Most health workers may stay away during pandemic

May 14th, 2009 - 2:35 pm ICT by IANS  

London, May 14 (IANS) As many as 85 percent of healthcare workers may stay off work if an influenza pandemic struck a country, according to a survey.
The results suggest that levels of absenteeism may be significantly higher than current official estimates and that ‘willingness’, rather than ‘ability’, plays the largest role in healthcare workers’ decisions on whether to go to work or not.

University of Birmingham researchers carried out the survey, in which 1,032 healthcare workers responded to questions about the factors that may influence their decisions whether or not to work during an influenza pandemic.

The research team reported that as pandemic influenza is recognised by the government to be one of the most severe risks, it is essential that health services are able to manage the major demands that will be placed upon them.

Healthcare workers will be at the forefront of the response to a pandemic, and if services are to be provided at sufficient levels, absenteeism from work must be minimised.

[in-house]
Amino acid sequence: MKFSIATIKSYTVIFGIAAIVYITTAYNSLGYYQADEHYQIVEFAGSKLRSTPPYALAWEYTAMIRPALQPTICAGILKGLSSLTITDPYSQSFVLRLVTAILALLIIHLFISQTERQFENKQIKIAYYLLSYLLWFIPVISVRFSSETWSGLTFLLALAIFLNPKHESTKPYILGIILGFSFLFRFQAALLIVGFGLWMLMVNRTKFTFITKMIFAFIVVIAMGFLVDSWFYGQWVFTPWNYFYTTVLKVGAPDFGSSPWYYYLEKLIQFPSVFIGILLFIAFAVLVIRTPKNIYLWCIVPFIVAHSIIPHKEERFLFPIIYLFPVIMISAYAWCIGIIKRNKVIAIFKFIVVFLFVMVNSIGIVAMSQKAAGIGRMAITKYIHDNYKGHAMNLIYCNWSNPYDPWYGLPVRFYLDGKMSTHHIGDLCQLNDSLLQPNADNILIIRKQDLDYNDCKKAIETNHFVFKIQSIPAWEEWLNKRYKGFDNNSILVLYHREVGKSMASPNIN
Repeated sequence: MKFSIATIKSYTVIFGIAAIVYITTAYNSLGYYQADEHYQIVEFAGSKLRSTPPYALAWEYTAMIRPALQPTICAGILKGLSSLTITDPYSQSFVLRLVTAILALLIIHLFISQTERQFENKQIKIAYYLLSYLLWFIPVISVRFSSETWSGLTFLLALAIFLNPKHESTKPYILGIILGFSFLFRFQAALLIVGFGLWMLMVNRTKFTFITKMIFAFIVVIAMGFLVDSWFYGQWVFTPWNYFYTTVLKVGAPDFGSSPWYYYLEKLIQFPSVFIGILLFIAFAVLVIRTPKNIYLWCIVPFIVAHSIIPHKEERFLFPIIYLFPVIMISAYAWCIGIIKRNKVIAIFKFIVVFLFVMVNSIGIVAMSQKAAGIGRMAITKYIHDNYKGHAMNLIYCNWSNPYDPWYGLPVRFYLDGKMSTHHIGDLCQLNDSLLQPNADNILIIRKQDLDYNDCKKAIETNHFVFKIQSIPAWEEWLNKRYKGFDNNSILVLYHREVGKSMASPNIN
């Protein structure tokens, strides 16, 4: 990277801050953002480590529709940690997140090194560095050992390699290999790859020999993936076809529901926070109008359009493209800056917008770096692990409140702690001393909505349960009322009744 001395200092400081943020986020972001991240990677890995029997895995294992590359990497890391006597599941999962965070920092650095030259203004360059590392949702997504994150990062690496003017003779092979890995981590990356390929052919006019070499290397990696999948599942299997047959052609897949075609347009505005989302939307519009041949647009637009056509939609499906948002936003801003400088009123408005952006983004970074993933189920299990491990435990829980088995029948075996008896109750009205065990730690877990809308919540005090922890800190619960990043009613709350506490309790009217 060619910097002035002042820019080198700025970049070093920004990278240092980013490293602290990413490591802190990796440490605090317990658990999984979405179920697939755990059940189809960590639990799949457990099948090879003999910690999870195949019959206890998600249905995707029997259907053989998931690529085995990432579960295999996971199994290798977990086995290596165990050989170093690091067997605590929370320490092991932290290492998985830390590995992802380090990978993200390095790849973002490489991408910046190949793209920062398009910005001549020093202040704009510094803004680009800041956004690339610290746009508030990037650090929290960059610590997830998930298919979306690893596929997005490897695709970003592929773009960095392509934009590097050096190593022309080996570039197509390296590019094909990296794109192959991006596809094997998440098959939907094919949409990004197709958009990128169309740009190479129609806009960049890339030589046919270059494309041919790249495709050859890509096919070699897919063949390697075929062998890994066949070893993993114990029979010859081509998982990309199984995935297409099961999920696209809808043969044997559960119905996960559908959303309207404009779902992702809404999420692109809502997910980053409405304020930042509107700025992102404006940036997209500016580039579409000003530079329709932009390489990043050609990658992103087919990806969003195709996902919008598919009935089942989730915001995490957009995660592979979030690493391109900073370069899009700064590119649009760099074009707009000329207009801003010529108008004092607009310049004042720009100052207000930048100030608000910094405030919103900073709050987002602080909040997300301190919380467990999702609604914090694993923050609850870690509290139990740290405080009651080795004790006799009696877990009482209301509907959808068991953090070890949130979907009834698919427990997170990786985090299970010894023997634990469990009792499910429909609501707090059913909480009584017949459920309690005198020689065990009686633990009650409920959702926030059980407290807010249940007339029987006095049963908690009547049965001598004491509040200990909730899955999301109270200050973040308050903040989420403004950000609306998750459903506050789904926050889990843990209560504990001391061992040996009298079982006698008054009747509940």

Responses suggest that the likelihood of working may differ by job type. While doctors were more likely to say they would attend, nurses and ancillary staff were more likely to say they would stay away.

The survey shows that willingness to work during a pandemic will be strongly impacted by two types of factors. Firstly, issues relating to family and caring responsibilities, said a Birmingham release.

Workers with children or elderly family for whom they are carers would be more likely to be absent from work if influenza illness at home (or the possibility of it) became

a worry. Also, there were issues relating to the work environment itself.

These results were published in the open access BMC Public Health.

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